Joel Osteen is one of America's foremost pastor figures, regularly spreading the gospel of the church to crowds that number in the tens of thousands. However, following the onset of Hurricane Harvey and the damage it has done to Houston and other Texas towns, leaving many people stranded and homeless, Osteen has been facing a lot of criticism for keeping his Lakewood Church closed to evacuees and others seeking shelter and safety in the Houston area. The former home of the NBA's Rockets, the church has the capacity to seat 17,000 people, leaving many to wonder why the building hasn't been quicker to accommodate those in need. According to TMZ, Osteen's church issued a statement on Monday night that read as follows: "We have never closed our doors ... We will continue to be a distribution center to those in need. We are prepared to house people once shelters reach capacity."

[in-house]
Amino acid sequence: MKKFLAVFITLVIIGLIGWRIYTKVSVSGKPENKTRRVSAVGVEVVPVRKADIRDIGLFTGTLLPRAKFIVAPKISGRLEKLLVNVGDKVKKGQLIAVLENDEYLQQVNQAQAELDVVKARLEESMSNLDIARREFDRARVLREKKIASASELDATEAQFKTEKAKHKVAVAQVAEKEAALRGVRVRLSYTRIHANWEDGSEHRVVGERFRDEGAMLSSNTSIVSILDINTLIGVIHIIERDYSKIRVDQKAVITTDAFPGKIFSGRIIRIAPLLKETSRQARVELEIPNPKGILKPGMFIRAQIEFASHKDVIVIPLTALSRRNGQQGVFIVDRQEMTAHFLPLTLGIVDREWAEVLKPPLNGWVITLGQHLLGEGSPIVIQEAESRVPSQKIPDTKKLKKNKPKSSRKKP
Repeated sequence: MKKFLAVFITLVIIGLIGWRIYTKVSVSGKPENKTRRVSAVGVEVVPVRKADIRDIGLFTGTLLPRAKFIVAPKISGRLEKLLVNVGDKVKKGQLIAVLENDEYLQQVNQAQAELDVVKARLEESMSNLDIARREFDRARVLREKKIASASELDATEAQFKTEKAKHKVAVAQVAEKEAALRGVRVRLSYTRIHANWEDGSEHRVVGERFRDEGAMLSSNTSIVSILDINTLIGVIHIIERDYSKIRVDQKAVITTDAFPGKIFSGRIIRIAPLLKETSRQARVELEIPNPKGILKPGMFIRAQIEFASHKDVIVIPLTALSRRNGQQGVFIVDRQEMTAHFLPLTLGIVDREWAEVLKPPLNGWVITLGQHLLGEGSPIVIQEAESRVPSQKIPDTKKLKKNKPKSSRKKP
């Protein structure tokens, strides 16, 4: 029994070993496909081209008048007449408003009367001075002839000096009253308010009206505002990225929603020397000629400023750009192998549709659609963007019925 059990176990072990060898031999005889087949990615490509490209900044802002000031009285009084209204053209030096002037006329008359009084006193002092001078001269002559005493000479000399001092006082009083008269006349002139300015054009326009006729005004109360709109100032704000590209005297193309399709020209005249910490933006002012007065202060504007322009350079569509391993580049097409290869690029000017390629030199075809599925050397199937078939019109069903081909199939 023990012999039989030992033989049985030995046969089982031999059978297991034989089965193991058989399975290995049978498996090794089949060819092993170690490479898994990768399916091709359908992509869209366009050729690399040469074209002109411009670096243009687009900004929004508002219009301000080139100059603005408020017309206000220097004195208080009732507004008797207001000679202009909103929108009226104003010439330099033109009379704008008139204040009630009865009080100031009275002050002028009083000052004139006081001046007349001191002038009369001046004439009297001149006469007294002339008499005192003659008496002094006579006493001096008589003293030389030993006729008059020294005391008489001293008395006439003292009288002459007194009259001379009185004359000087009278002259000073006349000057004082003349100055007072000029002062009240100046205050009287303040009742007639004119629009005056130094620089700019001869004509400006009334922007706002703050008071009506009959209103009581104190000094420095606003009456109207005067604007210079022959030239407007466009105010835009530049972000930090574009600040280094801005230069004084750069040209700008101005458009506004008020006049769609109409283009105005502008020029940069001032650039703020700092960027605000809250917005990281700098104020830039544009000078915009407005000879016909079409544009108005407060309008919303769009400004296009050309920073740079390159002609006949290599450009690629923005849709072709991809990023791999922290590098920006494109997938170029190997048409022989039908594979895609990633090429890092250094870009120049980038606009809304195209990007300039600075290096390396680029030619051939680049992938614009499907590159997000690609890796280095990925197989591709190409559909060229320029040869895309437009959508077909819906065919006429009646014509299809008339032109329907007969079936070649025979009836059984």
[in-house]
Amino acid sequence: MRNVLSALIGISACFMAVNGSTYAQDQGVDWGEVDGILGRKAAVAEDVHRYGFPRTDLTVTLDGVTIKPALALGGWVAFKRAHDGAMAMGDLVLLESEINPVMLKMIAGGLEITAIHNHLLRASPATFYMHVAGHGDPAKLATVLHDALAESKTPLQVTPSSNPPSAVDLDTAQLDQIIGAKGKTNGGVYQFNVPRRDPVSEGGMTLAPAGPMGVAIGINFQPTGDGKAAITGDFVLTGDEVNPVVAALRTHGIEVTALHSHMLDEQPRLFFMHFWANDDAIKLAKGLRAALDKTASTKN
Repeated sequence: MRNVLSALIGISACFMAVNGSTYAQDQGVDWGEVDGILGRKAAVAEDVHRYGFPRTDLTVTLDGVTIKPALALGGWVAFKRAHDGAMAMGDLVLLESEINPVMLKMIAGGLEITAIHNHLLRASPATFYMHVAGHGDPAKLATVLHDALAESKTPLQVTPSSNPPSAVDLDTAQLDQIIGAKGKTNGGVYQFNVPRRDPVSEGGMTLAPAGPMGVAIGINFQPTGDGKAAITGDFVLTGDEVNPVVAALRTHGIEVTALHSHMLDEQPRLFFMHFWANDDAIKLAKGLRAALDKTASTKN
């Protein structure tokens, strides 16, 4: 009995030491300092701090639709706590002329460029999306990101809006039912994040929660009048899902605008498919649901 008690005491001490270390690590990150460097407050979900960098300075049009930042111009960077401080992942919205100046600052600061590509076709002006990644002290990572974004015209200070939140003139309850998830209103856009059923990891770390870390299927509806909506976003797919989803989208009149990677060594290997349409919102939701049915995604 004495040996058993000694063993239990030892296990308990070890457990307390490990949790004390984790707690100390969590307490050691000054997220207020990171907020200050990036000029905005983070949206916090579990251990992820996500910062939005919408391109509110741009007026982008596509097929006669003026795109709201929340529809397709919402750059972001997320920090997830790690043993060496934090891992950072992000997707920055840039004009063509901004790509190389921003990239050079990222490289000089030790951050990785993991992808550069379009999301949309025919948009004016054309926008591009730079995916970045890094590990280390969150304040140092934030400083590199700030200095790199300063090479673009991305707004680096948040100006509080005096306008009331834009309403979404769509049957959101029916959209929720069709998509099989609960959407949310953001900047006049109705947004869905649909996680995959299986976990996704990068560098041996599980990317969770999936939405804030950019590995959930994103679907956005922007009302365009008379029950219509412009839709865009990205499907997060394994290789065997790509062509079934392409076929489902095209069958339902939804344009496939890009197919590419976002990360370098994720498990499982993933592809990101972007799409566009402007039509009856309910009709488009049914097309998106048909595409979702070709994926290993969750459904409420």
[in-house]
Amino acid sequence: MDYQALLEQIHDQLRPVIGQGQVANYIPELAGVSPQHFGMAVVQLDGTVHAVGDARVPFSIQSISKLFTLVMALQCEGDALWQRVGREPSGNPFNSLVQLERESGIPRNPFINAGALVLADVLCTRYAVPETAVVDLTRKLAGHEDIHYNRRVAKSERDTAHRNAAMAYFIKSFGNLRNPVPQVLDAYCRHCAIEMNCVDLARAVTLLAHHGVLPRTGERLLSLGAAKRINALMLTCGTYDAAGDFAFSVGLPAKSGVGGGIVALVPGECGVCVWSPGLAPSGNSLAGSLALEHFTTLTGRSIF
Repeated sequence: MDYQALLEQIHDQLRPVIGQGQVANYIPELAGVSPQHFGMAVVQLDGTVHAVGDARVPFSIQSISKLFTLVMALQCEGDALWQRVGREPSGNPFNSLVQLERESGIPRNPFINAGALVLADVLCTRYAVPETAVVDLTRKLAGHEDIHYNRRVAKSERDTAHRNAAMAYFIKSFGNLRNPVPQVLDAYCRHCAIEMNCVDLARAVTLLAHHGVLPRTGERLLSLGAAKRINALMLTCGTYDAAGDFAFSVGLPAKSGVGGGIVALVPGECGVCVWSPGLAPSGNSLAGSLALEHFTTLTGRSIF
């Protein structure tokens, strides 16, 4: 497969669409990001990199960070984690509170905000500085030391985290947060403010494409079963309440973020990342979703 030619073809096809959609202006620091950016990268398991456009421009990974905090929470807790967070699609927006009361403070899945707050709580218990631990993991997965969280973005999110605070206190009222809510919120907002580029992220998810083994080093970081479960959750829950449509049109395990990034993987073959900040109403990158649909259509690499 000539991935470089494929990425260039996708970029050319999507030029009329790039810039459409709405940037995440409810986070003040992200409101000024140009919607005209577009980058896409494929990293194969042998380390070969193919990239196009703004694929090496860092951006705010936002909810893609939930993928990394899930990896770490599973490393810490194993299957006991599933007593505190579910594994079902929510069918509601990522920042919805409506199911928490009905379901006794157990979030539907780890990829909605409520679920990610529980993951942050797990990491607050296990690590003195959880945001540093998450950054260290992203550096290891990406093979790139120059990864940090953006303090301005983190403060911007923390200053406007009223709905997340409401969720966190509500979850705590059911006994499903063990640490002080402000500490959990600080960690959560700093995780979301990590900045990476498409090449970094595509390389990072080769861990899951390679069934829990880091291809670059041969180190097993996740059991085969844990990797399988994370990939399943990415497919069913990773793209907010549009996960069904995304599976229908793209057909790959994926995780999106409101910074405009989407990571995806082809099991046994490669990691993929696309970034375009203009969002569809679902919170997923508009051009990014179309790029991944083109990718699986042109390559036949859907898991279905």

The problem would seem that the capacity numbers for shelters in the area were reached a while ago. Based on the numbers from TMZ, the American Red Cross turned the Convention Center into an evacuee center, which is currently housing 8,800 people. The official capacity is listed at 5,000. The additional room would be more than welcomed from Osteen's facility and good news finally came this morning, courtesy of CNN: Lakewood Church will be opening its doors to Hurricane Harvey survivors as of noon today (August 29th). "Lakewood will be a value to the community in the aftermath of this storm in helping our fellow citizens rebuild their lives," said Osteen's father-in-law Donald Iloff. The reason it has remained closed until now was inaccessibility due to flooding, which was showcased by the church in several photos. One such snapshot shows standing water in a hallway and another focusing on the water levels in the main seating area as well.

The church should be welcoming people inside and housing them on the second floor, which reportedly hasn't been affected by the flooding. With capacity for several hundred people, the extra room will go a long way to making more and more people feel safe in this time of crisis.